Most of the time we get confused about what should be the best focus pointer for DSLR photography – single or multiple focus pointer according to our subject. And in this confusion, we differentiate the aperture setting, DOF, light, etc. At the end of the day, we come back always with an indistinct image. This leads to the depression that my gear is not good to move on to the higher range camera and then our hands go to the pocket and we stop. Most of us give up photography in this situation. Photography is the most effective visual art which can hold time. And it is damn true that a DSLR is worse than mobile to take photos if you can’t gear it up to the level in the setting.
DSLR photos or the camera settings are like the packets of cheese. There are five or ten cheese slices arranged in a sequence of top to bottom. You can access each cheese according to your need. But on the other hand, a mobile photo is like a piece of butter. You could crop it only. So, if you mess up with each slice of cheese it will be like a bar of butter but not the butter-like taste.
My another blog about Critical & Super Critical Aperture Setting
Don’t worry. After huge research and more than eight years of experience, Technibas guides you to the best focusing point for the DSLR user at the beginner level. As mentioned, in a DSLR we can set each of the settings differently. Here comes a solid question. What would be the ratio to set all those? After all these settings the DSLR camera will talk to you at your fingertips and give you the best result.
Choosing the focus point is the most technical issue in photography. Let it be in film or digital-based. Then how or why we should choose the correct focus point. Let’s talk about the camera. Nowadays cameras come with multiple focus pointers like 11, 51, and more than that focus pointer but it works or not.
Before starting the discussion on this, we should know the lens or the lens system. Remember, our camera lens is a lens system where so many lenses are fixed in a single focal length. Now, what is the focal length? The focal length is the distance where all the beams of light meet in a single point as the light goes in a straight line. This point is called the focal point and the distance is called the focal length.
You can easily find this system at your home. Take a magnifying glass, keep it under sunlight. Try to make a point on a black paper. You could find that at a certain distance the point of light is smaller. Then the black paper starts burning. That is the focus pointer and the distance is focal distance. With the lens system, we can increase or decrease the focal distance with various lenses. But it is not possible that the lens system will provide you with multiple focus pointers. It works under a single focus point.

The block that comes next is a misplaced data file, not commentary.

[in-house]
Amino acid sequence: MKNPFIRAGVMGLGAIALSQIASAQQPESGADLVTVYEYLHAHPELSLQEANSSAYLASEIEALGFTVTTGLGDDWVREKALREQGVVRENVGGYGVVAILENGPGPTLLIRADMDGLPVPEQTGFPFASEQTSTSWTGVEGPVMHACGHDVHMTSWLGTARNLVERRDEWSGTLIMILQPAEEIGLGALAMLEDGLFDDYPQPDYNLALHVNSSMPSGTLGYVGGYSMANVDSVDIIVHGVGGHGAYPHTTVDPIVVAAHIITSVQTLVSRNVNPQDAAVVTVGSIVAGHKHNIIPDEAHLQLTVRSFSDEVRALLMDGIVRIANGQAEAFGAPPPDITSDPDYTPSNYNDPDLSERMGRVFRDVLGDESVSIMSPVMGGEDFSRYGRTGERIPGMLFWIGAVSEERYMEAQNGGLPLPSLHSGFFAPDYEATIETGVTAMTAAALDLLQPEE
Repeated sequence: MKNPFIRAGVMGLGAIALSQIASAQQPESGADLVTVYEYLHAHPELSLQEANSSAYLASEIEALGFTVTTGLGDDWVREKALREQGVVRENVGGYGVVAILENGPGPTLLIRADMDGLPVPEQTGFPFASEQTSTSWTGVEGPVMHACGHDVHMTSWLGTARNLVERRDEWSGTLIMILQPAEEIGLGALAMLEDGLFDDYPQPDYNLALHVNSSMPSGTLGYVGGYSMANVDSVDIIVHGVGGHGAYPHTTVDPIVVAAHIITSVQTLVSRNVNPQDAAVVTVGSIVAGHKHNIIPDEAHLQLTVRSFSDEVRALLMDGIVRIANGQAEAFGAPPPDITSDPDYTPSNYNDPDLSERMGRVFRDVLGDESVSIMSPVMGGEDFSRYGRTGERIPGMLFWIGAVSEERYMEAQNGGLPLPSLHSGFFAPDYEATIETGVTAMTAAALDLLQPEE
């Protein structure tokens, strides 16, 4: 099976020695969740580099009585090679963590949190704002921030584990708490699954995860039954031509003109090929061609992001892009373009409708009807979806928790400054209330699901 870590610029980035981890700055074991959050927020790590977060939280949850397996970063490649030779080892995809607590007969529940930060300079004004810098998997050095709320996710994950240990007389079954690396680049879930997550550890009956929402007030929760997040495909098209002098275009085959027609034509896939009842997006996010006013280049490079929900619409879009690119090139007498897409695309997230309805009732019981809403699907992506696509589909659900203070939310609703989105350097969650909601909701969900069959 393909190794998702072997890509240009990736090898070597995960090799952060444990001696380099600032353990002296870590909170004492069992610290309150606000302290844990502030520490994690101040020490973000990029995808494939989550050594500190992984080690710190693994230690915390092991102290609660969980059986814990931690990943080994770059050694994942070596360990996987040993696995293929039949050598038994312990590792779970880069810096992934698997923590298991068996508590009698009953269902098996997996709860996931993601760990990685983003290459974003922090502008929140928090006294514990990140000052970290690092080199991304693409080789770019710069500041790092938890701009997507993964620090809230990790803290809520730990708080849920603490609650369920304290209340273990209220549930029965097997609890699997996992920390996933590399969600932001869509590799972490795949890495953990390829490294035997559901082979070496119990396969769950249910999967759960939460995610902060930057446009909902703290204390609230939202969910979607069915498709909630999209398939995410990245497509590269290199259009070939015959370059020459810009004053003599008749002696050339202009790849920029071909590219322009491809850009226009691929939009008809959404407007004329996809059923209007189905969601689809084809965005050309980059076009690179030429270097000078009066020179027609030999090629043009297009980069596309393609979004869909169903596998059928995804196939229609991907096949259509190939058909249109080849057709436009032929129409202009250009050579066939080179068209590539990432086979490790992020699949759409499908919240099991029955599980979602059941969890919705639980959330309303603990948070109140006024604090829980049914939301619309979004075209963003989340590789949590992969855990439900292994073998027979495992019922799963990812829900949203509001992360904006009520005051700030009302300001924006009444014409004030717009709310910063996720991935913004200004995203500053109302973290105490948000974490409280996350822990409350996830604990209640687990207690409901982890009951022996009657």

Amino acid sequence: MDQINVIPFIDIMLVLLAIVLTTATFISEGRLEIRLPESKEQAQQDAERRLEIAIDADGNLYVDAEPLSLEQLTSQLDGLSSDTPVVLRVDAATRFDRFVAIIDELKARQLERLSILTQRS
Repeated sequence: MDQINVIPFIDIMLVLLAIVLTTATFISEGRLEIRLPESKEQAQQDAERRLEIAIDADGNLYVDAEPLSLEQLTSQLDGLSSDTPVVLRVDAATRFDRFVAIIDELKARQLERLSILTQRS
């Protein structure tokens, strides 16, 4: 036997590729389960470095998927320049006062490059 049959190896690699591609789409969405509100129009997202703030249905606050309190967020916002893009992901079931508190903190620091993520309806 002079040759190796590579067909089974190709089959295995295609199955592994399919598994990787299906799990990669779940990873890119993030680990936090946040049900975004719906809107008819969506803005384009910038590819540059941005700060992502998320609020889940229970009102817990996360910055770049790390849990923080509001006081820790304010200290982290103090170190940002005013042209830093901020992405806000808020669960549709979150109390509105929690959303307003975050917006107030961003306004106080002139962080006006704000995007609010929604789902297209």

Now come to the camera body and lenses. Whenever you buy a camera and the kit, the lens company tells you about the multiple focus points. After that when you buy a single lens, the company will not tell you about the multiple focus points. They will say about the focus system – AF-S, AF-C, and ED, VR, IF, etc. But if you buy a camera body separately, then they will tell you about the multiple focus points. Hence if the camera body is our brain and the lens is our eyes then how our brain can focus or see an object without eyes. It is my simple question, no more discussion on this.
If you ask me, I would like to recommend you use the single focus point and in that setting please choose point focus rather than a wide single pointer focus. Still, you could ask me why? The camera body as I said it’s like the human brain, very intelligent. It measures the main focus distance and contrast area of the close surroundings and makes an average focus distance of that particular subject. So, you don’t get the sharpest image rather an average focused image. But if you put a single point focus on your subject and make focus on that you would get the sharpest image and surroundings. You can adjust the DOF with the aperture setting.
Every part of focus you could adjust through the setting of an aperture. As I have told in previous blogs, I always mention this. Because I have seen so many beginners believe in adjusting everything through editing using various software. But, believe me, if you have a blurred photo you could not adjust the sharpness of the subject using thousands of software. You should know your camera like a pet, understand it, it will hear all of you. Measure the subject’s depth and adjust the aperture. If you want the whole frame focus then increase the aperture. You would get the same but don’t compromise with the sharpness of the image